Llambias quits Newcastle role

Newcastle managing director Derek Llambias has resigned from his role with immediate effect.

Last Updated: 19/06/13 at 15:15 Post Comment

Derek Llambias (r): Resigned from his role

Derek Llambias (r): Resigned from his role

Derek Llambias has walked away from his role as Newcastle's managing director as Joe Kinnear's return cast the club into fresh turmoil.

The former casino boss resigned after five years on Tyneside, amicably so on the face of it.

However, Press Association Sport understands his exit was prompted by Kinnear's appointment as director of football, a position which usurps a key part of the role he has carried out during his tenure at St James' Park.

His departure was confirmed in a brief statement on Wednesday morning, less than 24 hours after Kinnear's elevation to senior executive in charge of all football-related matters had been formally announced.

It said: "The club can announce that managing director Derek Llambias has resigned from his position with immediate effect."

Llambias, who is currently out of the country, was diplomatic in his comments.

He said: "I have had an incredible journey during my five years at the club, including some challenging times.

"I will reflect with great fondness on my time in the north-east and in me, Newcastle United have a lifelong supporter.

"I want to thank the staff for their hard work, our fans for their support of the club, and wish them all well for the future."

Ironically, it was Llambias who had welcomed Kinnear, who had referred to him as "Derek Lambeeze" in a radio interview on Monday evening, to the club on Tuesday with manager Alan Pardew keeping his own counsel.

He said: "The Board is pleased to welcome Joe back to the club.

"Joe has many years of experience working within the game, and this experience will be of great benefit to the club in achieving our objectives over the coming seasons."

Llambias' departure was predicted by Kinnear during the same radio rant when he claimed owner Mike Ashley's sidekick had resigned 10 days earlier, a suggestion which was dismissed by club insiders on Tuesday.

However, in a move which will undermine any hope of achieving the stability he and Ashley have attempted to create since teaming up at St James' Park, he has now gone, adding to the chaos which is threatening to derail Newcastle's season before it has even begun.

Llambias has provided the conduit between Ashley and manager Pardew and whether or not the former West Ham boss regards him as an ally or not, his departure will spark further upheaval at a club where the capacity for self-harm remains acute.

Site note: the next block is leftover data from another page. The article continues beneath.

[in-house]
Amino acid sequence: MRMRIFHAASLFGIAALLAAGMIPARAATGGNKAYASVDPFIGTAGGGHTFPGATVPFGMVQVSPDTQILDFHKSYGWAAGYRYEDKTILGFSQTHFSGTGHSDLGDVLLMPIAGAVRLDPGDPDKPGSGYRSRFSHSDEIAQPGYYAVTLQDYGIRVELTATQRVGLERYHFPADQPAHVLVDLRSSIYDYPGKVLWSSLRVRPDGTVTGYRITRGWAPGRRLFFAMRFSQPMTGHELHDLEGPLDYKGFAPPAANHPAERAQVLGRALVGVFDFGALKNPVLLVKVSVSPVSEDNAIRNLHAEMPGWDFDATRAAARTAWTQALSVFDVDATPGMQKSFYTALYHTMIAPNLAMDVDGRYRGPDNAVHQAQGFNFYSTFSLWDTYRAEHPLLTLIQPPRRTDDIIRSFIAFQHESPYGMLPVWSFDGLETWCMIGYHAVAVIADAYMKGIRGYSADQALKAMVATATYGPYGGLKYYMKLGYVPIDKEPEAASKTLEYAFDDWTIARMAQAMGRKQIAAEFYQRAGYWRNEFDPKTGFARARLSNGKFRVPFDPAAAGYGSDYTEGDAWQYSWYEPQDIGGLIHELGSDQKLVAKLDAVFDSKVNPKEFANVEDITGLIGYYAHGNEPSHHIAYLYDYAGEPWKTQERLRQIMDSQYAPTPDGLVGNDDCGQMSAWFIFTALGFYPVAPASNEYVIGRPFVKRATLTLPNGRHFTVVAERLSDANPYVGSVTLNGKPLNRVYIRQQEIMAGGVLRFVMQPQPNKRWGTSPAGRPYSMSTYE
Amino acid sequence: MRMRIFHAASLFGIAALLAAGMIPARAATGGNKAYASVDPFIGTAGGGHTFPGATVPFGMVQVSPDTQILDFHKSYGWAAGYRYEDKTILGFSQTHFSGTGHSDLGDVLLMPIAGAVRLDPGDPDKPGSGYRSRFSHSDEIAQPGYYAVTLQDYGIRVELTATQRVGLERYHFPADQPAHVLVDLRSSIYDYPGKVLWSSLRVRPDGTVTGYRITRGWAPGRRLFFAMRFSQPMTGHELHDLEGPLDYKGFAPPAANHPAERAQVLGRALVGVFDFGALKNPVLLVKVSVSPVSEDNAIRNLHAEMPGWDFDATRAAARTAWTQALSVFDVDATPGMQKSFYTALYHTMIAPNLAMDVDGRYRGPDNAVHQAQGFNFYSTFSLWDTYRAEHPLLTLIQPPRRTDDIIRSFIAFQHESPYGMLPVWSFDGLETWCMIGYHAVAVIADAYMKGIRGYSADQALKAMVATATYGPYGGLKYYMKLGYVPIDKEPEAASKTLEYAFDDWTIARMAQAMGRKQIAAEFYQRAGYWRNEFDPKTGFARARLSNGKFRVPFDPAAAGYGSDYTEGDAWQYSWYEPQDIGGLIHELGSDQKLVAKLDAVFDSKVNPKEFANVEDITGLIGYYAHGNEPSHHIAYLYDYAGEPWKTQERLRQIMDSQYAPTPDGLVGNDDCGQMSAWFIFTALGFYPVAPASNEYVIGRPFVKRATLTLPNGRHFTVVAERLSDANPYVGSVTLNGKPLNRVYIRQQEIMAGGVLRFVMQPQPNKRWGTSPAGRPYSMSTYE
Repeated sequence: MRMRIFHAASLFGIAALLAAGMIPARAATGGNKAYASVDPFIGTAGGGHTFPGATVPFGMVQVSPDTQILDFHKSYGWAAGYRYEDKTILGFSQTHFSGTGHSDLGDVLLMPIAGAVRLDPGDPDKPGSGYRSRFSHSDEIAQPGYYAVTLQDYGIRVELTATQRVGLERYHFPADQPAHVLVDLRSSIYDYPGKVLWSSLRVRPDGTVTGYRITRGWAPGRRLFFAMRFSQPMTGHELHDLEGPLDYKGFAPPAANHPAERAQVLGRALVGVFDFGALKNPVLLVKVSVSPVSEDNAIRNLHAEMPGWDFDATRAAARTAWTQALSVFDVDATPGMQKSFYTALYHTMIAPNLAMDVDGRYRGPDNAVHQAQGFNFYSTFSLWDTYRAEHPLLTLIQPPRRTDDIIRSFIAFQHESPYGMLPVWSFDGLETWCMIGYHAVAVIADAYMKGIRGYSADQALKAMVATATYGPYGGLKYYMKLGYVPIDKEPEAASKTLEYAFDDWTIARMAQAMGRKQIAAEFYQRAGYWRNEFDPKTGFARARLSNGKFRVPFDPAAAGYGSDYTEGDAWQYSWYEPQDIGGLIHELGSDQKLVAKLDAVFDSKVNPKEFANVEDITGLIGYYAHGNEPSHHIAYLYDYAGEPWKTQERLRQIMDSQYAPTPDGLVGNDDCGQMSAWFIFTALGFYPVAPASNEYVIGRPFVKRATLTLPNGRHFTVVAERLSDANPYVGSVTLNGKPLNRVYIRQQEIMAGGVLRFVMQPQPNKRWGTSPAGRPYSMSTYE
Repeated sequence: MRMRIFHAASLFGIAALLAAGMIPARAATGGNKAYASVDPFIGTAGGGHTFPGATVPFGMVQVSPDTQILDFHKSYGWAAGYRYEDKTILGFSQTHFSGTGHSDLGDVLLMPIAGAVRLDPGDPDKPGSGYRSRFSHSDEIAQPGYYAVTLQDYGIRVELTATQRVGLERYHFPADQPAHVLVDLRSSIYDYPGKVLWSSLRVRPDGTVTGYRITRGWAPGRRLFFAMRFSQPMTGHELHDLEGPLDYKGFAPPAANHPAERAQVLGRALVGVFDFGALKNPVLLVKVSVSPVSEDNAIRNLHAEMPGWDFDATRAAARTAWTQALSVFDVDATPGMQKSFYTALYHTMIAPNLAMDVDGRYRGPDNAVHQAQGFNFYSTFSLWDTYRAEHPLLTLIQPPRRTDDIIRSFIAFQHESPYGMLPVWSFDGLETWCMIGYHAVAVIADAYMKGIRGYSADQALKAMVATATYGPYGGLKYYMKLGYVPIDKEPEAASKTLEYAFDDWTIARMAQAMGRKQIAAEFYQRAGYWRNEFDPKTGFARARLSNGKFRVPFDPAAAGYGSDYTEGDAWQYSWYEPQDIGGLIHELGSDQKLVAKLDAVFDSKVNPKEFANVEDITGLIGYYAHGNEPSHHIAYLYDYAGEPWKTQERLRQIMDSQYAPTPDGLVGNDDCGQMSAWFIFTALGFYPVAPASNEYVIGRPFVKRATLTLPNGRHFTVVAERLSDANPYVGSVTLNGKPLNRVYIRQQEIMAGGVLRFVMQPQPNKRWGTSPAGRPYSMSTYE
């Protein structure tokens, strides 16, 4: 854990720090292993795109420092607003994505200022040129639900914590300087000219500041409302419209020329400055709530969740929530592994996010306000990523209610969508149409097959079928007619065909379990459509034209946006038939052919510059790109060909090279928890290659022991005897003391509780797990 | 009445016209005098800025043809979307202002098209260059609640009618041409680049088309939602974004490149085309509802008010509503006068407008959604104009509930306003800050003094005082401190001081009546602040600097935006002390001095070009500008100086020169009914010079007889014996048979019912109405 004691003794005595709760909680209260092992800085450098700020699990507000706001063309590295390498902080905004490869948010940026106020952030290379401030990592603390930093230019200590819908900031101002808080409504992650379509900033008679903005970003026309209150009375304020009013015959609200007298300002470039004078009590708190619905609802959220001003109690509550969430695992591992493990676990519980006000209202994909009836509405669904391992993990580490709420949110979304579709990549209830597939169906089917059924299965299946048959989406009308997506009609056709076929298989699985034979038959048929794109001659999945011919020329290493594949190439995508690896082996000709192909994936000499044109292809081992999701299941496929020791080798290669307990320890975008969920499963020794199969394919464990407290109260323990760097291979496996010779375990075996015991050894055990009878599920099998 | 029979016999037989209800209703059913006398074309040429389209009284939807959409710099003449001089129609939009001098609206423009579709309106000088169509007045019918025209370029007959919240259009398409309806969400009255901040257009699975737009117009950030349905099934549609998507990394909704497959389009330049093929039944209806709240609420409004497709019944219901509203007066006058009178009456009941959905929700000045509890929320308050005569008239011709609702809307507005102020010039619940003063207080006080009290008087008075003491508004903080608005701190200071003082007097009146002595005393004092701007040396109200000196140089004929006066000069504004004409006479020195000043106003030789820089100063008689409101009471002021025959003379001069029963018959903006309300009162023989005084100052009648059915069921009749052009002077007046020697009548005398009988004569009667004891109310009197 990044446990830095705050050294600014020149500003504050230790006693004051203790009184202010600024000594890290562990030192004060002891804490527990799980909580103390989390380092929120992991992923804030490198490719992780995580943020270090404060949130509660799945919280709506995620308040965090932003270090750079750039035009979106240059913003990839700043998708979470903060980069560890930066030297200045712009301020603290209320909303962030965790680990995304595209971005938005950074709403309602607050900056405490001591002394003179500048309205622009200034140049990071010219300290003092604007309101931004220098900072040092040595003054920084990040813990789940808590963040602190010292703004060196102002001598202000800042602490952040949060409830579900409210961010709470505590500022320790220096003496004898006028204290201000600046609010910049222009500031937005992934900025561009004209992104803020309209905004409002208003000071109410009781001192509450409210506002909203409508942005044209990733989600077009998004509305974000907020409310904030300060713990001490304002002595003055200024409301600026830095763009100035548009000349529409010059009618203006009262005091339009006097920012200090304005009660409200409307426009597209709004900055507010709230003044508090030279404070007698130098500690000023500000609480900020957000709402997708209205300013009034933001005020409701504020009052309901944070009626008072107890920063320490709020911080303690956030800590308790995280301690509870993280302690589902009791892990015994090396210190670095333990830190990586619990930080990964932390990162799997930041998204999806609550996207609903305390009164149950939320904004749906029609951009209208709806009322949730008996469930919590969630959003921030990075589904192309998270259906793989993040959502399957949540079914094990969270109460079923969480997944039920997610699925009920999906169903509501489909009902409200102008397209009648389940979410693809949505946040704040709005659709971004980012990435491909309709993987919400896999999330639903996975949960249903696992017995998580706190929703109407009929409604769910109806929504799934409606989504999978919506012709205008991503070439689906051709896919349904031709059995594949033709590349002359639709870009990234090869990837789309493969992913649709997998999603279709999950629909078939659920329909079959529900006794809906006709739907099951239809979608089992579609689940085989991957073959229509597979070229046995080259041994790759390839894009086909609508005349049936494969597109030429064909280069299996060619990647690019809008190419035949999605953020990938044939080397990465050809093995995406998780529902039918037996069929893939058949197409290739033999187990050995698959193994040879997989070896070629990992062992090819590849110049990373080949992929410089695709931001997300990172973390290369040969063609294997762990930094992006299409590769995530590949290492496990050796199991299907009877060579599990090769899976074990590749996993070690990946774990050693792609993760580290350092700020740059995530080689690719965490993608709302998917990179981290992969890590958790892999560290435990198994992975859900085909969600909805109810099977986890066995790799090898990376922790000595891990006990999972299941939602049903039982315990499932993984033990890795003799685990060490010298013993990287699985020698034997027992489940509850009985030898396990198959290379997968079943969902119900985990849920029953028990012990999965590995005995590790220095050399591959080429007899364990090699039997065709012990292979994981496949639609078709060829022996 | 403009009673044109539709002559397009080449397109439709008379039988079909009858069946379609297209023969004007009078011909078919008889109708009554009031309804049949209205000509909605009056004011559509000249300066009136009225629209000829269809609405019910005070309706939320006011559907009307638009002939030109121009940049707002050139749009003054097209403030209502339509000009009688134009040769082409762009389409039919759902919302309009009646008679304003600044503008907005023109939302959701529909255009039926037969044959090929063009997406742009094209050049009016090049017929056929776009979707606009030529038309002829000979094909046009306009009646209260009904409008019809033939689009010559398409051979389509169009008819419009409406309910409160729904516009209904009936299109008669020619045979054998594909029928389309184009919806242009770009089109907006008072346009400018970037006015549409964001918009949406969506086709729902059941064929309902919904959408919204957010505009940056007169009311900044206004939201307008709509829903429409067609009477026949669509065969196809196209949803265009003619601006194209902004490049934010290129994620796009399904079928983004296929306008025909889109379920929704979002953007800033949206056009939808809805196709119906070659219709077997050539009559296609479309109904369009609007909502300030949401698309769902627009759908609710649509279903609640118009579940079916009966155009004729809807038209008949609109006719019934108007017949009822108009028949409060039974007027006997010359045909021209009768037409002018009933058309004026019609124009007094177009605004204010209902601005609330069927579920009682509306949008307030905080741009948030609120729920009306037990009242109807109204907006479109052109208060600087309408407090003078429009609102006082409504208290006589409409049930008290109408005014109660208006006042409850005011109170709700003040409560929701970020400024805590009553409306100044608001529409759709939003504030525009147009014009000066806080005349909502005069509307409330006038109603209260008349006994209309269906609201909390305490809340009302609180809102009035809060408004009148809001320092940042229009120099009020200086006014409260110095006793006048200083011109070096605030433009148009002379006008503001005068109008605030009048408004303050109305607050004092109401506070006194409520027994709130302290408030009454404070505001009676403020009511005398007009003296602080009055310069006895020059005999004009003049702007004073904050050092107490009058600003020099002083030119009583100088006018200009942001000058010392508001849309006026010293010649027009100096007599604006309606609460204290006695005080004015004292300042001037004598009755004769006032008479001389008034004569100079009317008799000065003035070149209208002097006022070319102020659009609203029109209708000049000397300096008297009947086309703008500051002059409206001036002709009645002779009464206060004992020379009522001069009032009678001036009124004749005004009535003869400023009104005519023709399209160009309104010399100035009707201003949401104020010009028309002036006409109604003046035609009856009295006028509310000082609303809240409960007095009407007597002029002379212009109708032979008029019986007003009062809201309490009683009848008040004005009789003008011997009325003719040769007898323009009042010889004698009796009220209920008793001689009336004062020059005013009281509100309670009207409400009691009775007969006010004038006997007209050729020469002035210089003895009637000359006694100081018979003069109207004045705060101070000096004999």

Ashley's right-hand man has been a divisive figure during his time at St James' and he will forever be regarded by some as a member of the infamous "Cockney Mafia" which has sparked such vitriol.

However, while he has been a central character in some of the club hierarchy's most controversial decisions - the way they treated Tyneside royalty Kevin Keegan and Alan Shearer, the decision to rename St James' and the sponsorship deal they struck with payday loans company Wonga, to name but a few - he has also played a key role in the restructuring of the business and the shrewd transfer policy which has attracted such praise.

Fans still reeling from Kinnear's appointment did not know whether to laugh or cry today.

Mark Jensen, editor of online fanzine www.themag.co.uk, said: "I can honestly say I never, ever thought I would think Derek Llambias leaving Newcastle would leave them in a weaker state than they were. But as I sit here today, that's how I feel.

"Much as Alan Pardew had a disappointing season, to bring in someone like Joe Kinnear to have more power than him on the playing side and the recruitment of players...

"You just have to really, really worry who Mike Ashley will now bring in for the departing Derek Llambias."


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h Daniel. I could spend hours on this subject putting the world to rights. You can even take a step back and ask why football fans (and society in general) have this need to know that something will happen before it actually does. There are times this important, when it comes to things like war, food production and natural disasters. A man you've never met changing his job? Not so much.

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reat article. Hits the nail on the head. Encapsulates why I don't read tabloid newspapers anymore. The only thing worse is the 'told you so first' headline when they get lucky.

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